What Nonprofits Can Learn Looking Thru Google's Glasses
The news from Google that we’ll soon all be wearing glasses with a small screen displaying digital content has ratcheted up talk around augmented reality or AR. AR is when digital content is layered over the physical world to enrich the user’s experience. Wearing our Google glasses, for instance, we could scan deals and specials at nearby businesses without going into them, or see the road we’re on as it looked a century earlier.
Glasses aren’t the only way the digitally enhanced world will be displayed. Smartphones and tablets will probably be more common and accepted AR devices. (I can’t help but think that adopters of Google’s glasses will be as welcome a sight as Bluetooth users with their earpieces.)
I first learned about AR when I was writing my book, QR Codes for Dummies. It’s very cool technology. If you’d like to see how an AR world will look on your smartphone you should check out this video from Layar, a European company that’s working to bring AR to the masses.
But as the co-founder says in the video, “The medium [AR] is in its infancy….We’re in the 1994 of the Internet.”
Umm… let’s hope we don’t have to wait that long.
I’m optimistic that AR will be here much sooner. The work of Layar and others is proof that AR experiences are already happening, and Google is reportedly set to ship its glasses by the end of the year. But it could be two to five years before AR really takes hold. Maybe longer for nonprofits that can be sometimes slow to adopt new technologies.
The good news is that there are practical ways nonprofits can get started now with augmented reality and producing a more enriching experience for stakeholders.
AR uses things that are already available and widely used.
AR will rely heavily on two things: your camera and your location (GPS). Viewing the real world through your smartphone or tablet camera is what will trigger the overlay of digital content. Your location will determine the type of content you see and generate personalized results. For now, nonprofits can capitalize on the preference and growing dominance for anything visual by telling their stories on YouTube, Pinterest, and Instagram. Nonprofits should also be focused on delivering custom results for supporters based on interest and location. The type of information a supporter gets after they check into a Feeding America food pantry on Foursquare should be different in Boston than it is in San Francisco. Nonprofits needn’t wait for AR to be compellingly visual or location-centric.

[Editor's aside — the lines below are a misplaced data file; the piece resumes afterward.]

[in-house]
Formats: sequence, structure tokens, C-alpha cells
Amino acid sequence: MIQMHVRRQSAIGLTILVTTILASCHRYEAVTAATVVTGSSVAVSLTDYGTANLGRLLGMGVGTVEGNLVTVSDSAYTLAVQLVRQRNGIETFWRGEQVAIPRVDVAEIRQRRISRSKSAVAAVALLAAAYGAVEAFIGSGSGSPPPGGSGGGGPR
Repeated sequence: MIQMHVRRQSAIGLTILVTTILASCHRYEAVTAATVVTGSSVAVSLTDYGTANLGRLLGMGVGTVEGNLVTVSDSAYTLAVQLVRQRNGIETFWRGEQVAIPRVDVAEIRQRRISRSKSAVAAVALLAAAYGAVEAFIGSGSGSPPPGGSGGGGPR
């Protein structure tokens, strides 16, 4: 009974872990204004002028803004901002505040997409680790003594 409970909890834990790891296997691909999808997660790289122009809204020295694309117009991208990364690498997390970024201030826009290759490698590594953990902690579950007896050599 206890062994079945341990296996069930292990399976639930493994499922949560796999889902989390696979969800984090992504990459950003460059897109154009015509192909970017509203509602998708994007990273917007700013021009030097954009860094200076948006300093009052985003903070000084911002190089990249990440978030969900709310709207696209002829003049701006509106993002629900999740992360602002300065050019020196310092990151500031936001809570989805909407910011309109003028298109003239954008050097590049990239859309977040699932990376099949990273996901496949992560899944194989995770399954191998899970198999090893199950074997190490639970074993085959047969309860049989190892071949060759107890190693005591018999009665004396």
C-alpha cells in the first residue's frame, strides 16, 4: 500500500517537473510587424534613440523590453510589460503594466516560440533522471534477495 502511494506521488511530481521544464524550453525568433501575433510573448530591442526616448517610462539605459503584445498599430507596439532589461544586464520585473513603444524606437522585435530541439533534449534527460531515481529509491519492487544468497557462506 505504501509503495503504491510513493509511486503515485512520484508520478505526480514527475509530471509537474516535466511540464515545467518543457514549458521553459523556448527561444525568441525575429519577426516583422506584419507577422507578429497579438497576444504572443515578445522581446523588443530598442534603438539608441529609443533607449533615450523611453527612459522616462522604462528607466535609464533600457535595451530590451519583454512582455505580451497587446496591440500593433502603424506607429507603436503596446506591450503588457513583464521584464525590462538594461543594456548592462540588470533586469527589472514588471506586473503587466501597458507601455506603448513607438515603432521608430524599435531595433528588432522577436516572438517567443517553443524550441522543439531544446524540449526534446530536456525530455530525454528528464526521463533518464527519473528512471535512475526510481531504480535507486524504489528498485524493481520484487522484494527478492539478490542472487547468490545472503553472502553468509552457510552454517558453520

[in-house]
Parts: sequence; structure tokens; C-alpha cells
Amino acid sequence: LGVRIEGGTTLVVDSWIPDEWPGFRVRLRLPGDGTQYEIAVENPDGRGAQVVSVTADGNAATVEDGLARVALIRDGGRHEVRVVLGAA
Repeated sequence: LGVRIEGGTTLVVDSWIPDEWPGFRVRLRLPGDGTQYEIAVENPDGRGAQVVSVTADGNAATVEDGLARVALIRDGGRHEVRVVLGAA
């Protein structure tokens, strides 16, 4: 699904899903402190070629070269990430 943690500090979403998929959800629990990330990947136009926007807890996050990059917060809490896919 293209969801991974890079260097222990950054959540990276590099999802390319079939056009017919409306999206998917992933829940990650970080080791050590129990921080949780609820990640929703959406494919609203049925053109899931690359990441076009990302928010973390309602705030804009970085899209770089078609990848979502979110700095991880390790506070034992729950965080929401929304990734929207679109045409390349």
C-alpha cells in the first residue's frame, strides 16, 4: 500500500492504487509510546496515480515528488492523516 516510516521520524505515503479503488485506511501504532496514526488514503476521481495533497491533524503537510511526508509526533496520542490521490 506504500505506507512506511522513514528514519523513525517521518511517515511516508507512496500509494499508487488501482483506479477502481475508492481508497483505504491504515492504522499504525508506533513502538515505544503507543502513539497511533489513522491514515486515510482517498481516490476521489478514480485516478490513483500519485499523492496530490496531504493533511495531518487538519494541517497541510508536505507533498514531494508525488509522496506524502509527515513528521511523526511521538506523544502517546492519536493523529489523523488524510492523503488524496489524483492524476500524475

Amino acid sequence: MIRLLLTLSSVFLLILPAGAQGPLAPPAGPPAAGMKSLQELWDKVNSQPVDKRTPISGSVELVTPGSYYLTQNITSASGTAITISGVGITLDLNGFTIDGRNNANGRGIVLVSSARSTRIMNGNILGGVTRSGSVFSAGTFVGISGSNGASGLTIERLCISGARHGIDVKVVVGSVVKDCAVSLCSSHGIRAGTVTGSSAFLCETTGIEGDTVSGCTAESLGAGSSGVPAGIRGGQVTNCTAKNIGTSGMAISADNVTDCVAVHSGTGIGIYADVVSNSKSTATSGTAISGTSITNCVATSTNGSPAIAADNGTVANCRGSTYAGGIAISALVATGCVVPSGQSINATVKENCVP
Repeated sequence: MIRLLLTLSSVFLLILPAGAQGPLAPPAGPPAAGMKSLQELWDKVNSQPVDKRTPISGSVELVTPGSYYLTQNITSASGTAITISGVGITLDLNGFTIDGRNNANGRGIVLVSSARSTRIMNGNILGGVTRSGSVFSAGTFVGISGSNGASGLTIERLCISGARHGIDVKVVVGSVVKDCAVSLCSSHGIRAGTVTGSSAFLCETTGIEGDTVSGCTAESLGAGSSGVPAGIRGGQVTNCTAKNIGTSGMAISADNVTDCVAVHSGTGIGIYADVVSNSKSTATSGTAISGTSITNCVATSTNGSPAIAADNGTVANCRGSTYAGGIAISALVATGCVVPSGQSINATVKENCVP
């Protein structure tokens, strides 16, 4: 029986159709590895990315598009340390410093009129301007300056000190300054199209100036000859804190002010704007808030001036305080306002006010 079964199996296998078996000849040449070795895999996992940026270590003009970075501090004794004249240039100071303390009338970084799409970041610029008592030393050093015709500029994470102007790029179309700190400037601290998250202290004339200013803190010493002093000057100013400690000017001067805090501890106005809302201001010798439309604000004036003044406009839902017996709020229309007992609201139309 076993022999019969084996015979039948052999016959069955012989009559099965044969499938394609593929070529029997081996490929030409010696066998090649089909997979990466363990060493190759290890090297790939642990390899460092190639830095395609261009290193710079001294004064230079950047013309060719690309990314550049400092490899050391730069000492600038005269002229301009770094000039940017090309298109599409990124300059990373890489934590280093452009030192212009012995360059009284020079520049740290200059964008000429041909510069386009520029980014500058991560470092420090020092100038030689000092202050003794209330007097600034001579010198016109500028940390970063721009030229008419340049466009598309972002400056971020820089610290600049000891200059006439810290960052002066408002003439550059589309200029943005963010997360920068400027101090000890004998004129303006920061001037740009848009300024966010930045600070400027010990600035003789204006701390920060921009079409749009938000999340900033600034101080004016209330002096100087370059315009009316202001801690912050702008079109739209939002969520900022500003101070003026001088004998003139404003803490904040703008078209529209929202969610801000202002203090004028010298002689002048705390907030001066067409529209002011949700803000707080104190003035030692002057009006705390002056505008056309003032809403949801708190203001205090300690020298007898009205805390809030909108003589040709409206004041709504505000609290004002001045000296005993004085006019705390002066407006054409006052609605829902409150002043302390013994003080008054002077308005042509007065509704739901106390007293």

AR begins with QR Codes.
The idea of using mobile technology to connect the physical world with digital content begins with QR Codes. Many people view these black and white mazes as clumsy, ugly, and poorly used. They have a point. But remember QR Codes are the modern equivalent of stone wheels on carts. They’re not sophisticated but if you want to transport a lot of stuff quickly from one place to another, they do the job well. (Unlike a regular barcode, you can encode just about anything on a QR Code.) Instead of waiting around for someone to make a better wheel, I suggest nonprofits get going with QR Codes. When AR does roll around, they’ll be further down the road than those that chose to wait.
AR will be strong with retailers.
As a cause marketer, I know the importance of department stores, supermarkets, restaurants, etc. to nonprofits. These businesses underwrite our events and market our causes to their customers with joint promotions. Cause marketing will be a key part of nonprofit marketing in the years ahead and will smack right up against AR, which is already showing promising signs with retailers. AR gives a whole new meaning to window shopping. One London retailer last year used AR screens to let shoppers try on watches without going into the store. Sales of that watch increased 83 percent during the promotion.
AR will play a major role in other businesses, including real estate and gaming (and nonprofit themselves), but none of them will be as important as retail where causes will raise millions from smartphone-toting shoppers. If your nonprofit needs another reason to start building win-win partnerships with retailers, add augmented reality to the list. It will be a reality before you know it.